Human Authority Comes From Good Example, Not Title
Authority comes from good example, not having the best title, pope says
Hypocrisy, like that of the scribes and Pharisees of Jesus’ time, is not the only temptation that continues to plague religious communities, Pope Francis said. Pride also is a great danger.
“We disciples of Jesus should not seek titles of honour, authority or supremacy,” the pope said . “I tell you, it personally pains me to see people who psychologically live running after the vanity of honours.”
Authority Must Derive its Validity From Example
Before reciting the Angelus prayer, Pope Francis spoke about the day’s reading from the Gospel of St Matthew 23, in which Jesus tells the people to “do and observe” everything the scribes and Pharisees say, “but do not follow their example, for they preach but they do not practice.”
While Jesus severely criticises the hypocrisy of the scribes and Pharisees, he also offers Christians today valuable lessons in leadership, the pope said.
“Brothers and sisters, a frequent defect in those who have authority, both civil and ecclesiastical authority, is that of requiring from others things, even correct things, that they, however, do not practice themselves,” the pope said. “They live a double life.”
The exercise of authority, he said, must draw its primary strength from good example.
The proper exercise of authority helps others grow in virtue, he said, “but when it is exercised badly, it becomes oppressive, it does not help people grow, and it creates a climate of mistrust and hostility and also leads to corruption.”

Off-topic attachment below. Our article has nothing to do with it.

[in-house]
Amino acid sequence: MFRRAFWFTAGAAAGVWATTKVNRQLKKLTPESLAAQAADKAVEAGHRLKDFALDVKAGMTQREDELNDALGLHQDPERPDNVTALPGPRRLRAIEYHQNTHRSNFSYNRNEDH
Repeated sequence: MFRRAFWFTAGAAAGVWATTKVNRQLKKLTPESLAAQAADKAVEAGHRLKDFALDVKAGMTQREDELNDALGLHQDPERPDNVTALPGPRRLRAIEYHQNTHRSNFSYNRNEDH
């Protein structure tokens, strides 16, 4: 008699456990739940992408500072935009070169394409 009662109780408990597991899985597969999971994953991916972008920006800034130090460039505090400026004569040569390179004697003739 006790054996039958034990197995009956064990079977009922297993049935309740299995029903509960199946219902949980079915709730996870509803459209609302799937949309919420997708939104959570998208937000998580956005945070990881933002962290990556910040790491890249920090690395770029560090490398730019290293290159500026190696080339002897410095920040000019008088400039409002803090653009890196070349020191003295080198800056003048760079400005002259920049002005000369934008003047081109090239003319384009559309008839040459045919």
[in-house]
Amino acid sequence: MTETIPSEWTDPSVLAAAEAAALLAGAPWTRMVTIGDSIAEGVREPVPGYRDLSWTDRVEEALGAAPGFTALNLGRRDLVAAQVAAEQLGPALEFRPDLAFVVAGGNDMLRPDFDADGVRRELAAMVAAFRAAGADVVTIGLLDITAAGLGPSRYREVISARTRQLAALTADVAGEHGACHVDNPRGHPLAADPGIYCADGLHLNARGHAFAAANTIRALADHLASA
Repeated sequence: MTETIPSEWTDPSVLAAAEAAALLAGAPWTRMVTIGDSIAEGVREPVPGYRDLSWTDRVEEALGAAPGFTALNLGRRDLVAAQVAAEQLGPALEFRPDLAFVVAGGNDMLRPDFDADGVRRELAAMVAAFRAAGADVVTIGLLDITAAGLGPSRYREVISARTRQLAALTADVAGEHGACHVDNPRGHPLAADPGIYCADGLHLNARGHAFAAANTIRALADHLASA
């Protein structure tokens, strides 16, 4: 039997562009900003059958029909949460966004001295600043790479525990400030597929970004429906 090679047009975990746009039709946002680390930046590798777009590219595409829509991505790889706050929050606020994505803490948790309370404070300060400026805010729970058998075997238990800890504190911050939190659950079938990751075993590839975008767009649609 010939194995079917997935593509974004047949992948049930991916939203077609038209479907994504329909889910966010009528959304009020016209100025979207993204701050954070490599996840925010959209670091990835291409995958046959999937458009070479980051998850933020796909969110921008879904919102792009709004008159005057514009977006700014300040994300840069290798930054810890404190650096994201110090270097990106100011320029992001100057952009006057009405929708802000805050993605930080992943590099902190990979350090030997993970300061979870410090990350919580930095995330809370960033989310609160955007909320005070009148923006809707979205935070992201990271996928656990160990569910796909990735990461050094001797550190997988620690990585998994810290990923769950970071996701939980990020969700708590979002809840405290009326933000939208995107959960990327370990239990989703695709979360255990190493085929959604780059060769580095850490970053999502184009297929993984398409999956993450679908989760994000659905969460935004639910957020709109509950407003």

Titles are Meaningless Without Proper Attitudes
Jesus also denounces the scribes’ and Pharisees’ pride and vanity as seen in their love for places of honour and exalted titles, the pope said.
“We disciples of Jesus must not do this because, among us, there should be a simple and fraternal attitude,” he said. “We are all brothers and sisters and should not in any way overpower others and look down on others. No. We are all brothers and sisters.”
And, he said, if God has given a person special talents and abilities, “we must put them at the service of our brothers and sisters and not exploit them for our own satisfaction and personal gain.”
“We must not consider ourselves superior to others,” the pope said. “Modesty is essential for an existence conforming to the teaching of Jesus, who was meek and humble of heart and came not to be served but to serve.” By Cindy Wooden Catholic News Service